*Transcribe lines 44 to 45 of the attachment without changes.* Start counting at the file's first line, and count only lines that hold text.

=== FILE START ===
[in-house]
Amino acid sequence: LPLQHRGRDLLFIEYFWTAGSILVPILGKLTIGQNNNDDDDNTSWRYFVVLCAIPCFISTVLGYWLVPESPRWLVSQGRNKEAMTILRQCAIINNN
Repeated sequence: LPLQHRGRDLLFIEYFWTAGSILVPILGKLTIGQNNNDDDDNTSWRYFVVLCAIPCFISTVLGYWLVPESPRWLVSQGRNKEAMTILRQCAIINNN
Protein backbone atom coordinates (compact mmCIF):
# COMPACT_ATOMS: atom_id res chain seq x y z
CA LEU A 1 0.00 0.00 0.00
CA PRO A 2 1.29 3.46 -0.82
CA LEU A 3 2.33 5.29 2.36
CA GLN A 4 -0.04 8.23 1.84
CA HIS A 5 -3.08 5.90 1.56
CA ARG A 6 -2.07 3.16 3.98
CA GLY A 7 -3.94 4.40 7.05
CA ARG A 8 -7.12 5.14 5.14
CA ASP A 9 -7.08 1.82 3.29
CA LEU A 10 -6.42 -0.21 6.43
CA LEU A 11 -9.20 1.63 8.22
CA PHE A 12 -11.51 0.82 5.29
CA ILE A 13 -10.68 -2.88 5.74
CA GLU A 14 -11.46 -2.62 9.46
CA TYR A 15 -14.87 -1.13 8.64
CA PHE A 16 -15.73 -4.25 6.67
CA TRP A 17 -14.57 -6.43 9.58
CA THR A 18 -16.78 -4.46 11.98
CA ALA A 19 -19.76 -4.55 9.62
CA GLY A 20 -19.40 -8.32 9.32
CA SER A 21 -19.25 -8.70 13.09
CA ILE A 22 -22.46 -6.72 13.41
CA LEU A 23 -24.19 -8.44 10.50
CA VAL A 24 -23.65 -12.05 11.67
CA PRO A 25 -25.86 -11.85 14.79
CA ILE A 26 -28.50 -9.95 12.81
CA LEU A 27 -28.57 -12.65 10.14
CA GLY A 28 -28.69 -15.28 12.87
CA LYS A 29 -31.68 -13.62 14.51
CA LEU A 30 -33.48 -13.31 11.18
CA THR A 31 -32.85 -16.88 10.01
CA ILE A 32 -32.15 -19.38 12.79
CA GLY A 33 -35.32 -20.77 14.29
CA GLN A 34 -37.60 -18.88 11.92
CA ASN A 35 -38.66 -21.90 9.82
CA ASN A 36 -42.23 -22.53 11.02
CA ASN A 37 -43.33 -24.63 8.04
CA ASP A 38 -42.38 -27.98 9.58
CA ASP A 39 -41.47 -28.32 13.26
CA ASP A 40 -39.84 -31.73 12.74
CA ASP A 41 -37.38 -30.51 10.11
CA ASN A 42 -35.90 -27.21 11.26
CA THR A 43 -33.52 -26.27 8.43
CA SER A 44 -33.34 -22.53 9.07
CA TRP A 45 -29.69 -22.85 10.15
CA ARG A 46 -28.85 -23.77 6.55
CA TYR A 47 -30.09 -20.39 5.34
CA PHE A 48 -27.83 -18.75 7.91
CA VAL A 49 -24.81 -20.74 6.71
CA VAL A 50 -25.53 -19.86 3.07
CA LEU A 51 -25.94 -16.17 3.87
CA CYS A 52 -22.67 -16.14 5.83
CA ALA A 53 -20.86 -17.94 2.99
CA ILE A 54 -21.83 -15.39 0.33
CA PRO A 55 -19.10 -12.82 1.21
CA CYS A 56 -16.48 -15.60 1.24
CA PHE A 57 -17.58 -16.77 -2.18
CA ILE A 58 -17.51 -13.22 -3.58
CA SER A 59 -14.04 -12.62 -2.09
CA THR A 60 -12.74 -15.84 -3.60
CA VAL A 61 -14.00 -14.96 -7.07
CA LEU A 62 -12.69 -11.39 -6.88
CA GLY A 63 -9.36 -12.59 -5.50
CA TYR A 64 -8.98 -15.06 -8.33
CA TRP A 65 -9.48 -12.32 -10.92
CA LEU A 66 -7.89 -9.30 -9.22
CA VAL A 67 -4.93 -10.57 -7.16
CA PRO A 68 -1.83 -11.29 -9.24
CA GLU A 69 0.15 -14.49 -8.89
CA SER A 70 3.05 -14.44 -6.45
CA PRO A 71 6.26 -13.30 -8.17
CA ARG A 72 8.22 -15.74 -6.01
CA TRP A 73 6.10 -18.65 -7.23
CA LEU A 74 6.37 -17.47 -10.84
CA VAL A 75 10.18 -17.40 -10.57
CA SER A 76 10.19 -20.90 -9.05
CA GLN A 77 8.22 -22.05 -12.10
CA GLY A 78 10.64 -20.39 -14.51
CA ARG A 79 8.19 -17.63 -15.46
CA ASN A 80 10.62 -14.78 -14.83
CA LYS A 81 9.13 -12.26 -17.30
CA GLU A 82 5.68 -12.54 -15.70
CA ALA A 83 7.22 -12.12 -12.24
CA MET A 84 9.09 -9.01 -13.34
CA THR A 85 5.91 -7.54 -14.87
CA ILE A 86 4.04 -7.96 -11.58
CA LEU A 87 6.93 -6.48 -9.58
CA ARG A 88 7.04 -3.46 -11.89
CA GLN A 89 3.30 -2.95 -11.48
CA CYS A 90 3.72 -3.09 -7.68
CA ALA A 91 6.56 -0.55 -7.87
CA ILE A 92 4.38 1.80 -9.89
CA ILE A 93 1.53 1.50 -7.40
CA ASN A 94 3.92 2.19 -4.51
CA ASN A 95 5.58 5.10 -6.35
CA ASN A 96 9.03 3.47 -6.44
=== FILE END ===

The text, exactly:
CA ASP A 39 -41.47 -28.32 13.26
CA ASP A 40 -39.84 -31.73 12.74